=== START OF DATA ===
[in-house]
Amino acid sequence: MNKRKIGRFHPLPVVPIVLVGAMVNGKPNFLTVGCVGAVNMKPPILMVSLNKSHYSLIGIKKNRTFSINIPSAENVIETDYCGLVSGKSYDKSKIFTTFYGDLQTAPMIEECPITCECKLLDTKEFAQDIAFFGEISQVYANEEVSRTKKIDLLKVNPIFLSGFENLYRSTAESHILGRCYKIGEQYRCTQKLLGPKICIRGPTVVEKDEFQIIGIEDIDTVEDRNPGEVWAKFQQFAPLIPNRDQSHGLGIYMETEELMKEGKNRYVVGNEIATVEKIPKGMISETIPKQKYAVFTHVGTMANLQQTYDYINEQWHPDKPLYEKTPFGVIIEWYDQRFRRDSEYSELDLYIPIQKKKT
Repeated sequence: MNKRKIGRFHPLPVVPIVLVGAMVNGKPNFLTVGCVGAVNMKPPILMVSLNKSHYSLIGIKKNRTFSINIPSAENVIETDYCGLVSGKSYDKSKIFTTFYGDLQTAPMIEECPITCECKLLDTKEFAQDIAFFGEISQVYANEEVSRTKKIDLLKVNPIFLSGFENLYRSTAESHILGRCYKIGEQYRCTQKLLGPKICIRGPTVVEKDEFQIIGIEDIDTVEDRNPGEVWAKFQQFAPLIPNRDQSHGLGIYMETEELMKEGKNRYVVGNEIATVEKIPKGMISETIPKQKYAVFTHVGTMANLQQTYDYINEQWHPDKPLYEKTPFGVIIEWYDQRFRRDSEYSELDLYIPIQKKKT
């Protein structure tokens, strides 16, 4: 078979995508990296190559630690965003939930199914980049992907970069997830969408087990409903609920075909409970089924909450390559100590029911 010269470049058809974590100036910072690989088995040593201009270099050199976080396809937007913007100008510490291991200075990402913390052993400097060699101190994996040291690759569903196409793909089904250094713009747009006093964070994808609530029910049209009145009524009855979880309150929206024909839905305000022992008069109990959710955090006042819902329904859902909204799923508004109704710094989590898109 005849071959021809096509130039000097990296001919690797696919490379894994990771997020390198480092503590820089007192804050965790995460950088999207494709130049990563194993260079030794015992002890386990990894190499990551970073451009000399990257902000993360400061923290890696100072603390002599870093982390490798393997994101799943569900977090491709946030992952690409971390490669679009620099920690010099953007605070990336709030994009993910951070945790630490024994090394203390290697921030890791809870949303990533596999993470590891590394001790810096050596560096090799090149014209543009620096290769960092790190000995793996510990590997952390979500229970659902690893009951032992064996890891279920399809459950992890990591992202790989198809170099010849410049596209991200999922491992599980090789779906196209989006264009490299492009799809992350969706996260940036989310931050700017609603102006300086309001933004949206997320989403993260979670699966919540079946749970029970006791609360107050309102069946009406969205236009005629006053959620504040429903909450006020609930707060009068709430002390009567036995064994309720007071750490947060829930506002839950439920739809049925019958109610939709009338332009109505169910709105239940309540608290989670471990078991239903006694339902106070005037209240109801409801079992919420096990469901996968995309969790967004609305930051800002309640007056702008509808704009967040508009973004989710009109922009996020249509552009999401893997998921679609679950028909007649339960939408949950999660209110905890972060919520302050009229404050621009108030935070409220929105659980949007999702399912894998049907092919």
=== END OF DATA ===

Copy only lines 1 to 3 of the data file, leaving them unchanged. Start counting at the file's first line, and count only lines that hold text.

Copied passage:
[in-house]
Amino acid sequence: MNKRKIGRFHPLPVVPIVLVGAMVNGKPNFLTVGCVGAVNMKPPILMVSLNKSHYSLIGIKKNRTFSINIPSAENVIETDYCGLVSGKSYDKSKIFTTFYGDLQTAPMIEECPITCECKLLDTKEFAQDIAFFGEISQVYANEEVSRTKKIDLLKVNPIFLSGFENLYRSTAESHILGRCYKIGEQYRCTQKLLGPKICIRGPTVVEKDEFQIIGIEDIDTVEDRNPGEVWAKFQQFAPLIPNRDQSHGLGIYMETEELMKEGKNRYVVGNEIATVEKIPKGMISETIPKQKYAVFTHVGTMANLQQTYDYINEQWHPDKPLYEKTPFGVIIEWYDQRFRRDSEYSELDLYIPIQKKKT
Repeated sequence: MNKRKIGRFHPLPVVPIVLVGAMVNGKPNFLTVGCVGAVNMKPPILMVSLNKSHYSLIGIKKNRTFSINIPSAENVIETDYCGLVSGKSYDKSKIFTTFYGDLQTAPMIEECPITCECKLLDTKEFAQDIAFFGEISQVYANEEVSRTKKIDLLKVNPIFLSGFENLYRSTAESHILGRCYKIGEQYRCTQKLLGPKICIRGPTVVEKDEFQIIGIEDIDTVEDRNPGEVWAKFQQFAPLIPNRDQSHGLGIYMETEELMKEGKNRYVVGNEIATVEKIPKGMISETIPKQKYAVFTHVGTMANLQQTYDYINEQWHPDKPLYEKTPFGVIIEWYDQRFRRDSEYSELDLYIPIQKKKT